• debra402

The Disease Talks to Me


Addiction is the only disease that will try to convince you that you don’t have it.


Let me explain. If you have heart disease, your brain doesn’t tell you things such as, “Maybe I don’t really have a fatty buildup of plaque in my arteries.” “Maybe no one will know that I’m having a reduced blood supply to my heart.”


Yet the disease of addiction talks to an addict constantly and is one of the major reasons that getting and staying sober is so difficult.

Fortunately, treatment and recovery support can help.

What you surround yourself with, you become.


For example, I used to speak almost perfect French. I hung around people that spoke French in school and even went to Paris where I was able to use it every day. I spoke French. Addiction has a language of its own and it has very common lines.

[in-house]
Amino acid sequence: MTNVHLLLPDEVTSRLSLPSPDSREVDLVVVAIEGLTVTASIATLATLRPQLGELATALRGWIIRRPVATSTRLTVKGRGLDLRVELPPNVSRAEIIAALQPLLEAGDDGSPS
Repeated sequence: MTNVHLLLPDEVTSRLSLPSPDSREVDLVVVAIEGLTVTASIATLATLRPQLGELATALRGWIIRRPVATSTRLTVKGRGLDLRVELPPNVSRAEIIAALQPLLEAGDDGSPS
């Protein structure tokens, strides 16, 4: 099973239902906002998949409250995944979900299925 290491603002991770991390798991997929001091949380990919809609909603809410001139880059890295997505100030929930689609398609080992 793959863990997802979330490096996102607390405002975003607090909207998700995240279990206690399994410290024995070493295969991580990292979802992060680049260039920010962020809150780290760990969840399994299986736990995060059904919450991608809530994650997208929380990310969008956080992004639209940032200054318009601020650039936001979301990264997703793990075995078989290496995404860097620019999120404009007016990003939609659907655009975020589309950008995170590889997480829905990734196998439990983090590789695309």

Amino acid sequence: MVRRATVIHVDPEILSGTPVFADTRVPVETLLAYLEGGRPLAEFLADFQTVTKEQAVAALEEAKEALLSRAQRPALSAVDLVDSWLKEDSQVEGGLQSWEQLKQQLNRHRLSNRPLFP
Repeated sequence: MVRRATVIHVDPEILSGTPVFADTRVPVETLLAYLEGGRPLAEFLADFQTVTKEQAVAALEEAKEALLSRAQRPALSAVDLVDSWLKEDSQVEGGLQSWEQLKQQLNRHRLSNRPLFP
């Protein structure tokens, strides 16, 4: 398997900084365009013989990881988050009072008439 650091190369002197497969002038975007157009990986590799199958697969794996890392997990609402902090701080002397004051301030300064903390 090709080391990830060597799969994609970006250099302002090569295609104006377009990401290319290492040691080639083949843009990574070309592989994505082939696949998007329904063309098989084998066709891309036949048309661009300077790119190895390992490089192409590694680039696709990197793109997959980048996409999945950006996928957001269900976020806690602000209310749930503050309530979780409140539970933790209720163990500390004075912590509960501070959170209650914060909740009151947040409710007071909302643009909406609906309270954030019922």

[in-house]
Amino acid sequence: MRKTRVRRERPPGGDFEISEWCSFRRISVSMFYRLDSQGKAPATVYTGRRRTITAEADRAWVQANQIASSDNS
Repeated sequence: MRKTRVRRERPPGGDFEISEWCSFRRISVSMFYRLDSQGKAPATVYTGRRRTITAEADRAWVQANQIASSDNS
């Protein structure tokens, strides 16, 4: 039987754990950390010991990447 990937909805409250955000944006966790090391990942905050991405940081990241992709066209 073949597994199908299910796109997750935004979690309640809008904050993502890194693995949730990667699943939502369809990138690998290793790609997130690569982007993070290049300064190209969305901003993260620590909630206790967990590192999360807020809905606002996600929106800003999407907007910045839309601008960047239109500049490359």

“I’m only going to have one.”

“I’m out of energy. I’ll function better if I’m using.”

“I’m strong enough to be around alcohol or other drugs now that I’ve stopped.”

“I’m back in control. I’ll be able to stop when I want to.”

“I’m doing so well. Things are going great. I owe myself a reward.”

“No one will know.”

“I’ll quit tomorrow.”

Individual therapy, group treatment, and recovery support are all avenues for you to learn to not only identify the language of addiction but to learn the language of recovery.

Learning the language and being able to spot when the addict brain is talking is an incredibly useful tool in maintaining long term sobriety. It gives us the power to be able to challenge those thought distortions with much healthier thinking. By identifying the relapse justifications, we can interrupt the relapse process. If you would like help with sobriety, I speak the language. By the way, I’m not fluent in French anymore.


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